Before moving too quickly, here is the full text of the original post:

Proud of my son for reaching his 4th anniversary working for Publix Super Markets! He has learned so much from working and his self-confidence has grown tremendously as he's mastered new skills in his first job.

It's a great opportunity to remind employers that individuals with disabilities are an essential part of an inclusive workforce. My son happens to be autistic, in the same way that he's blonde, slender, and unintentionally funny. He's also a valued member of his team because his employer ensures that he receives the training and support he needs to succeed.

The full post with a picture of Noah, along with Michael's added updates, are available at the end of this article.

Noah is a front service clerk. He told me that what he likes most about his job is talking to customers and the great people he works with. For anyone in the service industry, it makes a lot of sense for those to be key contributors to happiness and job satisfaction. For anyone who knows Noah, I came to learn, his answer also should not be surprising.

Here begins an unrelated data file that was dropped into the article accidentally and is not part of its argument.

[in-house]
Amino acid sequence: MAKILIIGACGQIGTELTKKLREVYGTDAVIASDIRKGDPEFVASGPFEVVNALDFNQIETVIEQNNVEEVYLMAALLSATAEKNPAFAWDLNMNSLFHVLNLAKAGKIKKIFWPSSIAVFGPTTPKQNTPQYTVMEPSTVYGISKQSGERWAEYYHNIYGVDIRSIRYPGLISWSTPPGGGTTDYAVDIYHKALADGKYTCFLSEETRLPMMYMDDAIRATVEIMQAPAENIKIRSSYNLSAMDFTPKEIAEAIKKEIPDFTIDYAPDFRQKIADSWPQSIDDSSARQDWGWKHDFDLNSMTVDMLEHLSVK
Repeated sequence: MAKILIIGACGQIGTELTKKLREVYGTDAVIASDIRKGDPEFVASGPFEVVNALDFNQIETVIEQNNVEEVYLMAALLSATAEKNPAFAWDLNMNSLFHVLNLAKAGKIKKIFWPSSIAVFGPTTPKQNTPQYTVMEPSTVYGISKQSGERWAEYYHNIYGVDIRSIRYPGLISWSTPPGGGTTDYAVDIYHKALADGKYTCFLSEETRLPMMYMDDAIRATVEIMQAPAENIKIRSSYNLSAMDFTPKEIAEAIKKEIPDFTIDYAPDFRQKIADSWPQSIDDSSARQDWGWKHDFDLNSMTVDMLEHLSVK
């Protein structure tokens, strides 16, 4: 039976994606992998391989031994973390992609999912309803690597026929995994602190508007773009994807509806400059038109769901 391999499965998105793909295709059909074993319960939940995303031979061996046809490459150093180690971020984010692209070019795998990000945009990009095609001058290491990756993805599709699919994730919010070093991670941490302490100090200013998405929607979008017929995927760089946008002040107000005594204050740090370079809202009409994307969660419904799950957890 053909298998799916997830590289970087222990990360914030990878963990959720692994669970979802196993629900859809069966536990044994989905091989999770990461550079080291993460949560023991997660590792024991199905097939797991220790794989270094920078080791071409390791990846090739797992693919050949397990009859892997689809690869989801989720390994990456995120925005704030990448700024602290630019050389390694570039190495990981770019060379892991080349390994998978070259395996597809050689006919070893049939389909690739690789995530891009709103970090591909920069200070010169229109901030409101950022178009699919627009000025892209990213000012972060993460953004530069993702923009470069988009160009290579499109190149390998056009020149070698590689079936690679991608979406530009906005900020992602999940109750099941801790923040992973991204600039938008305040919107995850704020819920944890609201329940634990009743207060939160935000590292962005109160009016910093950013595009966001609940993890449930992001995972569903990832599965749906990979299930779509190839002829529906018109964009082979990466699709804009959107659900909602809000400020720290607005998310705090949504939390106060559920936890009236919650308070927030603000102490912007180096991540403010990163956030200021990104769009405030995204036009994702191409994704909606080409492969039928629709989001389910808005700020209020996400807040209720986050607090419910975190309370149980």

"He's social, verbal, affectionate, kind, and compassionate," Michael said of his son.

Do people not believe autistic individuals can be social beings and valuable employees?

If you remove Noah's neurodiversity from the equation — not that you should or should want to, but for just a moment to break this down — the story of a young man who is good with people working as a front service clerk in a grocery story may not be newsworthy. That post may not get over 300,000 'likes.'